Shopping cart is empty.

Birchbark Blog

Thank You, Pilgrims

Louise Erdrich - Sunday, November 22, 2009
Thank you, Pilgrims!

No, not buckle pilgrims -- book pilgrims.

 Our little bookstore would never survive without the Pilgrims who come to visit us from every part of the world.  Thank you for coming to visit us.  Thank you for drinking coffee at the Kenwood Cafe.  Thank you for sitting in the reading chairs and for telling us how and why you came to Birchbark Books.  Thank you for sharing the green stuff that lubricates the wheels of civilization.  Over the summer and fall, we've have visitors from Italy, Canada, China, Germany, England, Nigeria, Ireland, Turkey, Sweden, Japan, Romania, Mississippi, North Dakota, and Maple Grove, Minnesota, from the nations of Leech Lake, Red Lake, White Earth, Turtle Mountain, Pine Ridge, Rosebud, and ICELAND ( !), to name just a few locales where literati decide that when visiting Minneapolis they will find Birchbark Books.

It is always such a pleasure to find out how and why people arrive at the blue Birchbark door (blue to resist evil spirits).  Often they have been dragged in by a relative, it is true.  But that relative has a love of books and little bookstores, and passes this on.  Many times the next generation is imbued with the spirit of the place.  We have children who have grown up reading such books as A Coyote Solstice Tale, by Thomas King, pictures by Gary Clement.  The perfect book to read in the Birchbark Loft.  This is a wonderful coyote sweet and funny book, a gentle anti-Christmas craziiness story that resonated with me and will, I think, with every mother and father whose children's visions of sugar plums require them to visit a crowded mall.  It made me want to drink hot chocolate and curl up with a good book.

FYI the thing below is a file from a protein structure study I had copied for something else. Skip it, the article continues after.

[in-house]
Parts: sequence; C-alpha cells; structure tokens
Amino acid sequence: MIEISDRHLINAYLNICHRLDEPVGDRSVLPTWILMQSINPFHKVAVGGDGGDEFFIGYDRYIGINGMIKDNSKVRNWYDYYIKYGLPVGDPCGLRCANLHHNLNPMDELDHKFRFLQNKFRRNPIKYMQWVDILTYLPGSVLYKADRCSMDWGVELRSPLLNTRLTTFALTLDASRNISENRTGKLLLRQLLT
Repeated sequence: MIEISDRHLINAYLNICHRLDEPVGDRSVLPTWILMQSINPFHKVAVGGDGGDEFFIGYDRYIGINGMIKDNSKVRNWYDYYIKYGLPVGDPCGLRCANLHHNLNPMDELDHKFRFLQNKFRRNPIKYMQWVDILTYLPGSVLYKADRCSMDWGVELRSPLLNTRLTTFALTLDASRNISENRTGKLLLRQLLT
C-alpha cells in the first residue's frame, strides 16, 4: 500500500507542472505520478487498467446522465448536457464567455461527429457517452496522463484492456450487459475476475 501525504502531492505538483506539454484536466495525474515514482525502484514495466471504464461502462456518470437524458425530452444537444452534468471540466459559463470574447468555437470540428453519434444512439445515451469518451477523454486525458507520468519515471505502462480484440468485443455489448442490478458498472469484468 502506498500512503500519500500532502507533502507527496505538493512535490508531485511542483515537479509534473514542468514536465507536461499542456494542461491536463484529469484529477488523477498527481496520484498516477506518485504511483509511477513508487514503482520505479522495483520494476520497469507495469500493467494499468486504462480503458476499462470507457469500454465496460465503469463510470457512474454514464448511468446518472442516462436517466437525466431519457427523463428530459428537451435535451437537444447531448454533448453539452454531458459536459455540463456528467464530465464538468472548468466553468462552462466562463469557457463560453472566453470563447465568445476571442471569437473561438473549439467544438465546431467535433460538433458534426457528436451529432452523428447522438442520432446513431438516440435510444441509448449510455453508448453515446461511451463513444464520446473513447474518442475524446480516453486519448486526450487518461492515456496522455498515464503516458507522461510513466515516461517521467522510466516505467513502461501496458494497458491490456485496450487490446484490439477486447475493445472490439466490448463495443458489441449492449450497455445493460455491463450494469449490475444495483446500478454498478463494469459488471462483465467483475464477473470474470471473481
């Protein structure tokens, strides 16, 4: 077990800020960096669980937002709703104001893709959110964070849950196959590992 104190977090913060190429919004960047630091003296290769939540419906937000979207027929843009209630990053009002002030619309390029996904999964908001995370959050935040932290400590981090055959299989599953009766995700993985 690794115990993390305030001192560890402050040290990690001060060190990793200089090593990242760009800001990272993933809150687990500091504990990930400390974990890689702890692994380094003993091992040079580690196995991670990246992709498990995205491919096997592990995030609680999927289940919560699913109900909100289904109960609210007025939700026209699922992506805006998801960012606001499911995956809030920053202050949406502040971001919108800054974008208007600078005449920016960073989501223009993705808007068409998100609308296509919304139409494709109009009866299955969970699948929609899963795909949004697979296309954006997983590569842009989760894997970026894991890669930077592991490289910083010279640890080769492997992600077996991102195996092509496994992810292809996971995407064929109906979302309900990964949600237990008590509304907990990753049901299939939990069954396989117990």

I plan on curling up (again) with Our Knowledge Is Not Primitive, Decolonizing Botanical Anishinaabe Teachings, by Wendy Makoons Geniusz.   This book is several things at once: a primer on truth, an innovative Anishinabe-English language text, a grand discussion of what has been already written about Anishinabe use of plants, and a delightful act of love.   Decolonized knowledge of the world allows a person access to the entire range of human experience of nature -- from use to song to dream to dance.  This work is eye-opening and joyous .  And it is one of my favorite books of the year.   
Comments
Johanna Garcia commented on 28-Nov-2009 07:00 PM
Dear Louise,
I haven't seen you in almost 9 years. I know because that's how old our youngest children are. I wanted you to know that my students are once again (it's irreplaceable, as far as I am concerned) reading Birchbark House and loving it. I am so grateful as a teacher (I teach lower grades now) to have this book to accompany my students in their leap into literacy. Thank you, thank you, thank you. Greet Persia for me,
Johanna Garcia
Marta commented on 27-Dec-2009 03:44 PM
You've also had a visitor from Poland. Even though I live n Berlin, I come from Poland. Hope you enjoyed the book I have left for you in the bookstore. Smiles!
Janet commented on 29-Dec-2009 11:22 AM
And then there are the customers who live in a not so sexy locale, someplace like Minneapolis.
Anonymous commented on 05-Jan-2010 02:49 PM